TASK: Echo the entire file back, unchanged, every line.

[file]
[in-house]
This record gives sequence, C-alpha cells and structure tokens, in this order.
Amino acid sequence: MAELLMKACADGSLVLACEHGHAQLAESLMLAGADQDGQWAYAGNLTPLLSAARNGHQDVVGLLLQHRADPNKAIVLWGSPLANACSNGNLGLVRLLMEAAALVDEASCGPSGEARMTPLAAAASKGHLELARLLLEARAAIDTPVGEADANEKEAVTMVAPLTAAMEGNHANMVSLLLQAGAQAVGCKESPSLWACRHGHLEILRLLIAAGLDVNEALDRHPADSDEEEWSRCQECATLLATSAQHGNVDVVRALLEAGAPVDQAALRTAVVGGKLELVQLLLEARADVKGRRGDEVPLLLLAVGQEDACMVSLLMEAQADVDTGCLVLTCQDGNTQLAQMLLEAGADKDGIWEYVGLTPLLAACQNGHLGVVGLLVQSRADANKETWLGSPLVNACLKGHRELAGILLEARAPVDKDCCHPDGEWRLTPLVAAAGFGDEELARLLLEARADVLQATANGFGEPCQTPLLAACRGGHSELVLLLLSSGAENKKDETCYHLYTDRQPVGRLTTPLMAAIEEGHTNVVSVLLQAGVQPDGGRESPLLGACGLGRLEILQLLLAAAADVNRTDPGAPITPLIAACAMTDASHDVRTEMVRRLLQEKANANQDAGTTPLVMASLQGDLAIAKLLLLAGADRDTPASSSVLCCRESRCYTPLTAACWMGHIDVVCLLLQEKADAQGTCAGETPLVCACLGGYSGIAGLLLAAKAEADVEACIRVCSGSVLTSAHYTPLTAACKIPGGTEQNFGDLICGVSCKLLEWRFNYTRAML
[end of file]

[in-house]
This record gives sequence, C-alpha cells and structure tokens, in this order.
Amino acid sequence: MAELLMKACADGSLVLACEHGHAQLAESLMLAGADQDGQWAYAGNLTPLLSAARNGHQDVVGLLLQHRADPNKAIVLWGSPLANACSNGNLGLVRLLMEAAALVDEASCGPSGEARMTPLAAAASKGHLELARLLLEARAAIDTPVGEADANEKEAVTMVAPLTAAMEGNHANMVSLLLQAGAQAVGCKESPSLWACRHGHLEILRLLIAAGLDVNEALDRHPADSDEEEWSRCQECATLLATSAQHGNVDVVRALLEAGAPVDQAALRTAVVGGKLELVQLLLEARADVKGRRGDEVPLLLLAVGQEDACMVSLLMEAQADVDTGCLVLTCQDGNTQLAQMLLEAGADKDGIWEYVGLTPLLAACQNGHLGVVGLLVQSRADANKETWLGSPLVNACLKGHRELAGILLEARAPVDKDCCHPDGEWRLTPLVAAAGFGDEELARLLLEARADVLQATANGFGEPCQTPLLAACRGGHSELVLLLLSSGAENKKDETCYHLYTDRQPVGRLTTPLMAAIEEGHTNVVSVLLQAGVQPDGGRESPLLGACGLGRLEILQLLLAAAADVNRTDPGAPITPLIAACAMTDASHDVRTEMVRRLLQEKANANQDAGTTPLVMASLQGDLAIAKLLLLAGADRDTPASSSVLCCRESRCYTPLTAACWMGHIDVVCLLLQEKADAQGTCAGETPLVCACLGGYSGIAGLLLAAKAEADVEACIRVCSGSVLTSAHYTPLTAACKIPGGTEQNFGDLICGVSCKLLEWRFNYTRAML